Friends revive Tin Shop
summit daily news
Breckenridge’s Tin Shop has plenty of heart. In fact, about 50 people have come forward in the last few months to ensure the pulse of the Tin Shop continues to beat – regularly and strongly.
A grassroots group called “Friends of the Arts District” stepped up to make the Tin Shop program, which hosts guest artists from throughout the nation, sustainable. The group began to meet in late September, when people discovered the Tin Shop’s artist residencies were in danger of being reduced or cut.
Going into the 2010 budget cycle, the town’s proposed cuts simply involved reducing the number of artists annually at the Tin Shop and charging a small fee for previously free public workshops guest artists provided. But the proposal still didn’t create a sustainable Tin Shop program, so when the last guest artist, Rebecca Barfoot, left on Nov. 3, the town’s presented budget called to end the program until revenue could be generated to sustain it, said Arts District coordinator Jennifer Cram. Artists don’t pay to stay at the Tin Shop, “thus, generating revenues to market, provide workshop materials, pay utilities, etc., was challenging,” Cram said.
“I was floored when I heard the doors were going to be closed,” said Amy Evans, one of the Friends. “I just felt like it’s something that needed to develop; it just hadn’t had the exposure, but visitors love it … The arts are the soul of the community, and without them we’d just be like any other little place.”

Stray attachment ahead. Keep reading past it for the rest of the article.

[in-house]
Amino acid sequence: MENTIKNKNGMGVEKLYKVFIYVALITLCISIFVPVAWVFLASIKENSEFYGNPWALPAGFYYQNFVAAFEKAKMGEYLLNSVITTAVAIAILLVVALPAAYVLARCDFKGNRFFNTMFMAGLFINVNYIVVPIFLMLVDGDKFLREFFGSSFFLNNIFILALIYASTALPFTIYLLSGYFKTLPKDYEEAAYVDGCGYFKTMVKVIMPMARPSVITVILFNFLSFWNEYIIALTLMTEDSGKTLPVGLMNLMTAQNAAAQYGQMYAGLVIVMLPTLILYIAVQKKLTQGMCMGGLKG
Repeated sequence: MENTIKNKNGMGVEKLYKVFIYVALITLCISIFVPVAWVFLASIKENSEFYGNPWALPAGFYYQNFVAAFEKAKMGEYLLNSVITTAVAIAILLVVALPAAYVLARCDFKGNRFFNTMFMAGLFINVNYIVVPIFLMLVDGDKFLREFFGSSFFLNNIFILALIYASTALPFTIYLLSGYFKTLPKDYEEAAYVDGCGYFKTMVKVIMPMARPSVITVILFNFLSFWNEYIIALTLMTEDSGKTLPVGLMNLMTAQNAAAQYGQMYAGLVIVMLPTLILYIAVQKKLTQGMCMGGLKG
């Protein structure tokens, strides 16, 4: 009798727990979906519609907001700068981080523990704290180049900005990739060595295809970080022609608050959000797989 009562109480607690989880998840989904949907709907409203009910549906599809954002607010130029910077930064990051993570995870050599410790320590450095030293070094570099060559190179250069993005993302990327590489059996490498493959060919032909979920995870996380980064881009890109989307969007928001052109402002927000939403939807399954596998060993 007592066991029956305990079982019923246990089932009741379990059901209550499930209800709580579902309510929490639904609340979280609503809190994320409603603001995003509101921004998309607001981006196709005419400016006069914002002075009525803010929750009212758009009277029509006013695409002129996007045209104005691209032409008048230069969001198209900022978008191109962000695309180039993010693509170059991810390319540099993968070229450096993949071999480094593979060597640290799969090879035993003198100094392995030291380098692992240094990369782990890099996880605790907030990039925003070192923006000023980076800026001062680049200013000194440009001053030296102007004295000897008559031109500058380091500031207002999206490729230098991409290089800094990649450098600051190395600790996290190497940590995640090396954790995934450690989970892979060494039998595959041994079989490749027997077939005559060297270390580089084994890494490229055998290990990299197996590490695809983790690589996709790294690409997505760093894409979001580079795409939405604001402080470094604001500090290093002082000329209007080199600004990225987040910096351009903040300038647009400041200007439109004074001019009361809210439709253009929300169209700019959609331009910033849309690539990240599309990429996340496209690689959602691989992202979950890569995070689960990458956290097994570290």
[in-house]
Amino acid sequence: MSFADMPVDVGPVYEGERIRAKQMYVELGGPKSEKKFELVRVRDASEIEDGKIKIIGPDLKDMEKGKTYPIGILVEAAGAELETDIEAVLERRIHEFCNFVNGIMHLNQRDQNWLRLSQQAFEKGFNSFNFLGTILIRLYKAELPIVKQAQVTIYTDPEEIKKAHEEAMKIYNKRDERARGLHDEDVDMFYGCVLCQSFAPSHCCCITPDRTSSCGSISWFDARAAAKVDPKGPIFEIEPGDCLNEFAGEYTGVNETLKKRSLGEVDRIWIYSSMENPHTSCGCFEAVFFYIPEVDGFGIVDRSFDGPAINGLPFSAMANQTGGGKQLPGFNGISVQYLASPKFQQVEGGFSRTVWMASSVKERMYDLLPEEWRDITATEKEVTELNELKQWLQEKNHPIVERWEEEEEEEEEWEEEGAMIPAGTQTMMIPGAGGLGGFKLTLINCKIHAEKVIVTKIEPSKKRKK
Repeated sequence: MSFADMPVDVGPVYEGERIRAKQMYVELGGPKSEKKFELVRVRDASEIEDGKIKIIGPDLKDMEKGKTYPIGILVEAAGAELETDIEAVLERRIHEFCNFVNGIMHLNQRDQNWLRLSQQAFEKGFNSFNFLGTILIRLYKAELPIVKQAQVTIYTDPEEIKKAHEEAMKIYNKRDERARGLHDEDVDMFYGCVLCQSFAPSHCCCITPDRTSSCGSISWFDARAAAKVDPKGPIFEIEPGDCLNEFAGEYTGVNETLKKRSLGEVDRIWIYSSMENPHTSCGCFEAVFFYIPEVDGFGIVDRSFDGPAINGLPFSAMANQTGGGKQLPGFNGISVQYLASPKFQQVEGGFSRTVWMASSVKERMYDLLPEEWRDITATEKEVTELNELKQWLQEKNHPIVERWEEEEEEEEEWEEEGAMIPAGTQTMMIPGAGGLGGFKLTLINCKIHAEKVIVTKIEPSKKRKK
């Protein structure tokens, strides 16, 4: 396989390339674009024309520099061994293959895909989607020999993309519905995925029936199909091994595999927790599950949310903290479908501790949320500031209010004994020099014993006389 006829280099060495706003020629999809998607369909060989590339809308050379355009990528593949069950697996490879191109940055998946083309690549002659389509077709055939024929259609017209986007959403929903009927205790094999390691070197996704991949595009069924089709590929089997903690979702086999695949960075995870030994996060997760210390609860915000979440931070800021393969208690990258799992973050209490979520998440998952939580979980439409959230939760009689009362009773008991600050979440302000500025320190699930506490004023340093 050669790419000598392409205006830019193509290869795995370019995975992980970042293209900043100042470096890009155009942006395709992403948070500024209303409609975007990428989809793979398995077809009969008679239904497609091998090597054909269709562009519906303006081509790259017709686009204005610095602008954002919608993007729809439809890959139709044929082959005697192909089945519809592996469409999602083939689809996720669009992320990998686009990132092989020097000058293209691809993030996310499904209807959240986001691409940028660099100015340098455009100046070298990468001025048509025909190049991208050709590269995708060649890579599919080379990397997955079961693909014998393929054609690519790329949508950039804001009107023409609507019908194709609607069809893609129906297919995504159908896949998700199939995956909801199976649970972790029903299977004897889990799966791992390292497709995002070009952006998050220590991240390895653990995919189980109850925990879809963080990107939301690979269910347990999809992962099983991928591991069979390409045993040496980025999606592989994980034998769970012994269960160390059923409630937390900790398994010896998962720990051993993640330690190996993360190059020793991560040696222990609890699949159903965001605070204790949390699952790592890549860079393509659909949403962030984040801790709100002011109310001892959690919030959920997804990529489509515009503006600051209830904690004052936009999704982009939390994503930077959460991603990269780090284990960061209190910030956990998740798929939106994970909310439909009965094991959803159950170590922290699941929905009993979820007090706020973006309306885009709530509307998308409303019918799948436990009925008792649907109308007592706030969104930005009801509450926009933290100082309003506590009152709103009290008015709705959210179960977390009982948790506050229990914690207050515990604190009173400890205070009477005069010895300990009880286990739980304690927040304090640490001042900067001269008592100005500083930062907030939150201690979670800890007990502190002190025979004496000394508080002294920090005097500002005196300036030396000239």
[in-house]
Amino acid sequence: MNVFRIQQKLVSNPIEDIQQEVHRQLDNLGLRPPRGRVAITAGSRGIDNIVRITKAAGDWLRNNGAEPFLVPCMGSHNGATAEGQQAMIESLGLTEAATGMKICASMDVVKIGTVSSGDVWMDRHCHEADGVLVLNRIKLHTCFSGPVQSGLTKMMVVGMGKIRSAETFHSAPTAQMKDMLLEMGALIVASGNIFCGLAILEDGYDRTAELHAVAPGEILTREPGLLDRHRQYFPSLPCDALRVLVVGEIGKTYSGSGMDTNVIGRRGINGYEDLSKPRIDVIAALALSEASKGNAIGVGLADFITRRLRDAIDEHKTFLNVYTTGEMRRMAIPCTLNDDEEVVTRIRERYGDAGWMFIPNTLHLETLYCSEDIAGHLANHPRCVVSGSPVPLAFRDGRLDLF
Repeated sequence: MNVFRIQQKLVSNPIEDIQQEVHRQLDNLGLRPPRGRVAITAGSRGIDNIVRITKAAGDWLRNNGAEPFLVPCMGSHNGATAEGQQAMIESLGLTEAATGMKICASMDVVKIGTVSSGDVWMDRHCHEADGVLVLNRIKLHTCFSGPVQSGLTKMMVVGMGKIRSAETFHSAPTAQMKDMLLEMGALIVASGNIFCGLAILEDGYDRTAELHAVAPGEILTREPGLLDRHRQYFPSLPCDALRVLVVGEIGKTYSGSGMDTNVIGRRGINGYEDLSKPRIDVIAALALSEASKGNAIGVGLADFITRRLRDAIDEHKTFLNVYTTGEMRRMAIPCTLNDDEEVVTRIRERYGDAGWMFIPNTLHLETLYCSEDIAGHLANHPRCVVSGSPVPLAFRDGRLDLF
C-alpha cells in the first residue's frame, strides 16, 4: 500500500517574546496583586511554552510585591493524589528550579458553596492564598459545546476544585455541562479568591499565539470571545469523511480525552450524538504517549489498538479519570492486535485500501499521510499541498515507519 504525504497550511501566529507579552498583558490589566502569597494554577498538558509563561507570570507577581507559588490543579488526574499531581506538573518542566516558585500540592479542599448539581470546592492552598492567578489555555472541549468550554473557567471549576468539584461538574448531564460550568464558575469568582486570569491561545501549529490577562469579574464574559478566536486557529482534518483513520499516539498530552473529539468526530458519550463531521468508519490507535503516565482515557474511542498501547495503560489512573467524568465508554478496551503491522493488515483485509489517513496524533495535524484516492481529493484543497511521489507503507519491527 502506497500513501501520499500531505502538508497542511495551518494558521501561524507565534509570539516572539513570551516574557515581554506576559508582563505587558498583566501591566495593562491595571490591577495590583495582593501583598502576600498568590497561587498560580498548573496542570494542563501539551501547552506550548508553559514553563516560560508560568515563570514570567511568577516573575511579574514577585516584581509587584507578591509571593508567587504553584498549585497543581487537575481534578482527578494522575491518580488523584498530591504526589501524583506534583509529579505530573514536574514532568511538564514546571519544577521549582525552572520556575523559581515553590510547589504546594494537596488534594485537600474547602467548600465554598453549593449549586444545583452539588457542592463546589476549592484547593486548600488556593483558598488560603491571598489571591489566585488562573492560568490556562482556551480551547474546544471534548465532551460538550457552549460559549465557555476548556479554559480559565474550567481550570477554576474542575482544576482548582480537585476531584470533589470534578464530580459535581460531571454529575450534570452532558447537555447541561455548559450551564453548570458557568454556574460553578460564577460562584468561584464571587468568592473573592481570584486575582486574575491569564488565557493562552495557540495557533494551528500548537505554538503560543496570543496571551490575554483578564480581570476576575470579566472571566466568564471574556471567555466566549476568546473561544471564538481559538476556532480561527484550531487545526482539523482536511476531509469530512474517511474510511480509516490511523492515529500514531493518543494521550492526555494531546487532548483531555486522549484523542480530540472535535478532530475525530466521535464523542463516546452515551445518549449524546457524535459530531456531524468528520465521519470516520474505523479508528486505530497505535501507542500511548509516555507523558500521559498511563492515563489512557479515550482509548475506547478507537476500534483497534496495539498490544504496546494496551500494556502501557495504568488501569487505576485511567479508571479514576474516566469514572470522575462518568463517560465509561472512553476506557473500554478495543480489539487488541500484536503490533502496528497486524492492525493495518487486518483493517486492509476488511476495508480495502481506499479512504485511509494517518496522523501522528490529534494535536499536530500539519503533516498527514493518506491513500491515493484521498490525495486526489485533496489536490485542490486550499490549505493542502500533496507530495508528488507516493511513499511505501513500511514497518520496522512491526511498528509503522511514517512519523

By mid-November, the Friends, comprised of a core group of 20 community members, had raised more than $5,000 – just by word-of-mouth requests to donate anywhere from $25 to $500 a year. The Saddle Rock Society helped enormously, by offering $2,500 and agreeing to pay the Tin Shop’s utility bills for six months, through June.
The $5,000 covers a little more than 65 percent of the Tin Shop’s operational costs, said Janis Bunchman, a retired educator who has lived in Summit County for 37 years and took the lead for Friends.
The Friends plan on raising the remainder of the money through monthly fundraisers, such as a ceramic art project event, a fashion show and chamber concerts. Members will help Cram select artists and provide input on Arts District classes, Bunchman said.
“The Friends also plan to meet socially to create a community for local artists to share ideas and creative energy,” Cram said.
The Friends are modeling their approach to enriching the arts community after Anderson Ranch Arts Center in Snowmass. Anderson Ranch started small, like the Tin Shop, as a grassroots collective and has grown into a program with its own dorms and restaurant and classes that accommodate 300-400 people each, Bunchman said.
“This could be a model of collaboration between the government towns and community involvement,” she said. “The town made (the Tin Shop) possible. The Friends will make it sustainable.”
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